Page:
2/16/2015

child Head

I’m doing this a bit backwards today. Dwayne took me to get my car, we grabbed sodas, I stopped by Target to pick up a new t-shirt (my uniform? jeans and a t-shirt), and was on my way to my time with God, when a friend called. We chatted about a bunch of random things (the movie “Old Fashioned” for one, which you should go see), but ended up discussing being a genius. Our call ended with one comment that brought me up short and that I can’t get out of my mind.

We can all think of a genius or two – Michael Jackson, Einstein, Steve Jobs, Beethoven – and, its safe to say that, while they had one area in their lives that was just a flat out grand slam, many other areas in their lives weren’t even in the ballpark and probably not even in the same city. The ones I immediately thought of are the ones who were very socially challenged. Not just “oh, I don’t know which fork to use at dinner.” I’m talking outside the box of social norms we all try to fit in.

Of course, this led to the web and so much information “suggesting” that the brains of genius’ work differently. Well, that was sure a surprise. What the heck? Everyone can figure that one out. The thing is – they are talking different in ways that we might classify as a mental disorder. Just pick one: OCD, Manic Depressive, crippling anxiety in all of its forms, Intermittent explosive disorder (really? now we can’t even get angry once in awhile?), or even Circadian Rhythm Disorders, . Of course, it could be that we have come up with all of these diagnosis to explain why some might live on the edge of (unacceptable) genius and who might just want to be “average” and live in the box of social norms.

This is not where I was headed when I started this post. Yikes! Where I was headed, and what we ended our conversation with, was the thought that maybe someone is considered a genius because they don’t give up. That’s obvious, but it goes deeper than just not giving up. My friend and I talked through the possibility, that while we immediately take failure personally (“I’m such a failure”), maybe a genius just sees it as part of the puzzle, something to be solved. “Well, that didn’t work.” They have the ability to question and push through inadequate solutions to find other possible answers. What if we all started seeing our challenges that way? What if when we hit a roadblock, instead of heading off on guilt trip road to get to the pity party, we stopped and said, “Hey! This is not ME, this is just a piece of the puzzle. How else could this be solved?” It might not even be our problem. It might be someone else’s.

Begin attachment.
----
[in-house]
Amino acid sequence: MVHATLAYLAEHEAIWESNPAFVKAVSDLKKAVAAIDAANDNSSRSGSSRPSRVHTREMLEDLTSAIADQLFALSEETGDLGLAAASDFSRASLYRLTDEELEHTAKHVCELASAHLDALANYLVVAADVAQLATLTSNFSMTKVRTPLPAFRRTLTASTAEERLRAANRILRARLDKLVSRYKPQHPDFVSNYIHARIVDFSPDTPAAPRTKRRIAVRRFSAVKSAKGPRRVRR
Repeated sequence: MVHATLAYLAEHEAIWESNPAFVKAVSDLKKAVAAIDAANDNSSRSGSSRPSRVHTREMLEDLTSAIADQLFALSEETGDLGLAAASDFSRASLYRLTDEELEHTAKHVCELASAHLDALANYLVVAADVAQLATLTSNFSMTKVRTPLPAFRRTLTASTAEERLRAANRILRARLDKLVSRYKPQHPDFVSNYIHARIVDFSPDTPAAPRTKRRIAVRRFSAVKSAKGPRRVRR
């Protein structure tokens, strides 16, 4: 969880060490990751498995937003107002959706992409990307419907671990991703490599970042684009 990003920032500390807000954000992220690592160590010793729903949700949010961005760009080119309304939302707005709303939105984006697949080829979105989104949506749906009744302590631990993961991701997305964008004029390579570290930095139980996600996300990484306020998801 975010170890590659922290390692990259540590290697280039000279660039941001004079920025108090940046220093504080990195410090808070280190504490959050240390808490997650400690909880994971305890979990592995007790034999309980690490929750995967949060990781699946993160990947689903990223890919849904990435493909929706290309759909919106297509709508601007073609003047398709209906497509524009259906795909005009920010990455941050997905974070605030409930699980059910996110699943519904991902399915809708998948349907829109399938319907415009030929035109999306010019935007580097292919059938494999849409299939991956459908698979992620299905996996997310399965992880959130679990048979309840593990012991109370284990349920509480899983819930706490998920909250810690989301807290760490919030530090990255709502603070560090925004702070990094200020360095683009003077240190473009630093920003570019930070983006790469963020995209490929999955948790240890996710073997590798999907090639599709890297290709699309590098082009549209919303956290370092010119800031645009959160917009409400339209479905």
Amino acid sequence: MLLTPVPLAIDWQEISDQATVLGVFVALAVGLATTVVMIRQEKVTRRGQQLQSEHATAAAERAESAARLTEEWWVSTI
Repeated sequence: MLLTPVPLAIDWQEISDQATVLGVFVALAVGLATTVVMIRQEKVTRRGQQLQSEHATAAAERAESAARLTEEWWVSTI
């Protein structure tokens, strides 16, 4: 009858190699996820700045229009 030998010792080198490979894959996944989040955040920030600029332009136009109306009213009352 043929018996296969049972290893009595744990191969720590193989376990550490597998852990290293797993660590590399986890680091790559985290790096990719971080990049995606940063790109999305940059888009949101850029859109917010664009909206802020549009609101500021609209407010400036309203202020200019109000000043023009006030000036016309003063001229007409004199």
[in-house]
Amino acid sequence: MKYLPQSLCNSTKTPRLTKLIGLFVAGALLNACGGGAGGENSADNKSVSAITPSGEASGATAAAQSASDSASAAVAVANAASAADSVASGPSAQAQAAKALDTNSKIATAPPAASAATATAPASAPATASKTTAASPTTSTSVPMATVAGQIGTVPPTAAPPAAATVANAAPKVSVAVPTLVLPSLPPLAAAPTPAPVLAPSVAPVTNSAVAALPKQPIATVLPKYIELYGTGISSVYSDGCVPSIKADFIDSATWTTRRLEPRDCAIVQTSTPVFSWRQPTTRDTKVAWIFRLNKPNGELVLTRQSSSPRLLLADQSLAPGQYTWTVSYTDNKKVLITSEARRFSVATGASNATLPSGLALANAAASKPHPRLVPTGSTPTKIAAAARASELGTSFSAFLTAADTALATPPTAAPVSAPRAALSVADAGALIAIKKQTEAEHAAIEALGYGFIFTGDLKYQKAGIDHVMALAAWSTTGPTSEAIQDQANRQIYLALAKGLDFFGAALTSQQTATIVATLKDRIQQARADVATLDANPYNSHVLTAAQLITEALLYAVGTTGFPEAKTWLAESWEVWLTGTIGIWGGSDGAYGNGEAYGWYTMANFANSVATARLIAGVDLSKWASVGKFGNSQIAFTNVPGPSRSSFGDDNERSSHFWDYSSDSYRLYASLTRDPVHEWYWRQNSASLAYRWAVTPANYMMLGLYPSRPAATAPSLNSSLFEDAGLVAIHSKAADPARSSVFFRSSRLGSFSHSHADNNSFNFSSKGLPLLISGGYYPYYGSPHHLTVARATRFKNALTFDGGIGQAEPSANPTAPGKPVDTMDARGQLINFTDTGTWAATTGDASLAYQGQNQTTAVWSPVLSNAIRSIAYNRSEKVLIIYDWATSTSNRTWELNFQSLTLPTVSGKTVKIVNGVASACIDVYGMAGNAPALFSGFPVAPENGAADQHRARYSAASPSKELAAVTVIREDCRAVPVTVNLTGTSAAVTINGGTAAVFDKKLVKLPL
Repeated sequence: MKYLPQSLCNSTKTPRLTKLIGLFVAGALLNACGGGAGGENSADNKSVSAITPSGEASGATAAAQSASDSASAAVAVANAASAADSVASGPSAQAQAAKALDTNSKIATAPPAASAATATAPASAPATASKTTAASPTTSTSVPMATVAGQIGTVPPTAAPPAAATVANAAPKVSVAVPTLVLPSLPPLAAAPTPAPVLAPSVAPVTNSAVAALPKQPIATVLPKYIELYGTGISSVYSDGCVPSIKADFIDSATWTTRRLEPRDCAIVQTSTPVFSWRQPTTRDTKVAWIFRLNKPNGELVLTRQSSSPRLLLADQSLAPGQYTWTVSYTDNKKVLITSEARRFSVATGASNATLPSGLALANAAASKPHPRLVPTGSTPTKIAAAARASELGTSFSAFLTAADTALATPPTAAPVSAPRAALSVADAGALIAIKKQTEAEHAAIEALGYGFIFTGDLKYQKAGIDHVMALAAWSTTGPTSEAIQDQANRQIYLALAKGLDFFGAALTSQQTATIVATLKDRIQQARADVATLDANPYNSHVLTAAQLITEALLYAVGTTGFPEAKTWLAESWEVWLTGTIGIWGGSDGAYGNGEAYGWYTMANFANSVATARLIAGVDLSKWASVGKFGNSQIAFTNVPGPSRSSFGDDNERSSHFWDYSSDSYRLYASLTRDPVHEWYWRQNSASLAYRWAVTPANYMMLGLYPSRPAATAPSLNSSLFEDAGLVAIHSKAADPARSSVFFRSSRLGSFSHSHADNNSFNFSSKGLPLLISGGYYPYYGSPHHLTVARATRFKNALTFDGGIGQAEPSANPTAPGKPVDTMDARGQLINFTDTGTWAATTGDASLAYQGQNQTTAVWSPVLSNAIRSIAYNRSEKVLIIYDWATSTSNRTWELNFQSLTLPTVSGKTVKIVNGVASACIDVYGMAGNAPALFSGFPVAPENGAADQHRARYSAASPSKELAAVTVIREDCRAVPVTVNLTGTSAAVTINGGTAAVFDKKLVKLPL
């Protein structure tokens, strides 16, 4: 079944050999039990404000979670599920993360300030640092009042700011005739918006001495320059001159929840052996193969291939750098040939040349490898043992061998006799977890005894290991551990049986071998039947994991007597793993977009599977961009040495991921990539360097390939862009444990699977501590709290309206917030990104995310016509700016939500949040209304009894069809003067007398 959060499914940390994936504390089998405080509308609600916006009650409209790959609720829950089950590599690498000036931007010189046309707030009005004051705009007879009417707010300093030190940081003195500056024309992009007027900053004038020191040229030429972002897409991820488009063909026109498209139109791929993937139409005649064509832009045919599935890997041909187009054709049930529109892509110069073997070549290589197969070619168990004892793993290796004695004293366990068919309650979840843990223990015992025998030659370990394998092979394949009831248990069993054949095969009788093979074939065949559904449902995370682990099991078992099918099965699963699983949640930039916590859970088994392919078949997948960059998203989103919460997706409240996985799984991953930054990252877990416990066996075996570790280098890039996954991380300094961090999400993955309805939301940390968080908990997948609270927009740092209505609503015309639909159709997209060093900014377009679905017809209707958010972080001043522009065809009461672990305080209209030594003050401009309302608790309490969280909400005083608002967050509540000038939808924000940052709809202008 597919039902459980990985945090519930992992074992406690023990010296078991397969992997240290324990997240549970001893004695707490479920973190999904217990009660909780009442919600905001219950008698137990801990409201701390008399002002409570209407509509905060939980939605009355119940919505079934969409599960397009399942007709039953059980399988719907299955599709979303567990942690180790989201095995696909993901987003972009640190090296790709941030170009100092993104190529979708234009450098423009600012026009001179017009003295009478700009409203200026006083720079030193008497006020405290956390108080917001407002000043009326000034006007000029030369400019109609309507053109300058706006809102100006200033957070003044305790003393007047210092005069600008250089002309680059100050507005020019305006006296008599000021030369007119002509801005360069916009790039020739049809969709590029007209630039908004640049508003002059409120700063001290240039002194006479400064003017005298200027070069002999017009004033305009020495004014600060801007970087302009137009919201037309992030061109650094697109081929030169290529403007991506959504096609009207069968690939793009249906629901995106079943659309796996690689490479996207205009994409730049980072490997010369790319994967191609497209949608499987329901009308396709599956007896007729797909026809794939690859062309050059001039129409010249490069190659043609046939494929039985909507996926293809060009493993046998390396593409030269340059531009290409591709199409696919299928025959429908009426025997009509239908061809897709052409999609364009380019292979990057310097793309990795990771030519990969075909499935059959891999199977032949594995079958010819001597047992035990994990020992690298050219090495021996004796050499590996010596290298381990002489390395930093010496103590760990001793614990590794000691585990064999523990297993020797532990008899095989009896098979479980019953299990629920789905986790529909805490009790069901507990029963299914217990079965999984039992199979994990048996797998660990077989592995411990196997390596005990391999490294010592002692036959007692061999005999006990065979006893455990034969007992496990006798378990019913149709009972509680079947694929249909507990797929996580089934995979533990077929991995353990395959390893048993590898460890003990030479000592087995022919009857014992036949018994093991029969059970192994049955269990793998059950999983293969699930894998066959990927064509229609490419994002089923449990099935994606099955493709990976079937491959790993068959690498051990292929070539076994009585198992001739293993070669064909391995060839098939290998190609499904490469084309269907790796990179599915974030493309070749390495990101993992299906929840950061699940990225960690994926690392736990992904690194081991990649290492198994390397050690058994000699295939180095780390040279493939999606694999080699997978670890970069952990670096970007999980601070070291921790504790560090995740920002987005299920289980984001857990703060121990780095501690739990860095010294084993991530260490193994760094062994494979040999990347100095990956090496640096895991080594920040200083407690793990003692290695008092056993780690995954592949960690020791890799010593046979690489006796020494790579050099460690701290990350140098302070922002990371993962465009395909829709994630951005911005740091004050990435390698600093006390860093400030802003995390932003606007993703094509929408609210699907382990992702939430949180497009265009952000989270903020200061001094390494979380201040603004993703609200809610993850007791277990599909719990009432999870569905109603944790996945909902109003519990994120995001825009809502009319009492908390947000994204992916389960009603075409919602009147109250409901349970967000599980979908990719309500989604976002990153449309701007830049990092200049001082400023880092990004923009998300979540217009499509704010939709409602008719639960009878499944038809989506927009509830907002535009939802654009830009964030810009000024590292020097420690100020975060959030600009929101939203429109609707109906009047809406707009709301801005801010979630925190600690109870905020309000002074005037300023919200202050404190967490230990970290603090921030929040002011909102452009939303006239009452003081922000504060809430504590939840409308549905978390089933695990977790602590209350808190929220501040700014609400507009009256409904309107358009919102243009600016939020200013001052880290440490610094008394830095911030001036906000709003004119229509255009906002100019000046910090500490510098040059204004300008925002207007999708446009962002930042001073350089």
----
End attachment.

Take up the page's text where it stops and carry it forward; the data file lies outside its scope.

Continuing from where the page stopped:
Even if that’s how a genius might look at what they are focused on, it applies to each of us as well. I realized after heading into a three day funk and giving myself the blistering and often repeated, “Why can’t you pull yourself together and just do what you need to do to feel better?” talk, that it was (again!) that I had missed three days of my time with God. I know I need to have my time with Him to feel calm, connected, to not lose myself in everything swirling around me, and to be guided, but man, oh man, why do I give that time up so easily to stuff that, in comparison, has no value?!? I try not to think I’m a failure at scheduling and planning and using my time wisely, but if I look back over that past sixty days, it would be easy to feel that way and to beat myself up for it too.

What if I decided that I want to be a genius in the area of my relationship with God? What if that was solely my focus and the rest of it came secondary? I’m sure I would be thought of as a zealot (definition please? great energy or enthusiasm in pursuit of a cause or an objective) or lazy or annoying or a goody two shoes, or even *gasp* a “Molly Mormon.”

What if Stephen Hawking had decided that having a perfectly clean house was more important than his true passion because his in-laws came over once and made a not so nice comment or Steve Jobs or Michael Jackson? Now, I’m not saying in any way that my relationship with God would come anywhere near their level of genius, but my zeal for my cause would most certainly make a difference to me and would touch the lives of those around me.

What if each one of us was a genius in one thing? I’m pretty sure we all are. We just have to be willing to let go of some of the other stuff, like taking our “inadequate solutions” so personally, and give in and live with great energy or enthusiasm in pursuit of a cause or an objective a little more every day. I hope you do!

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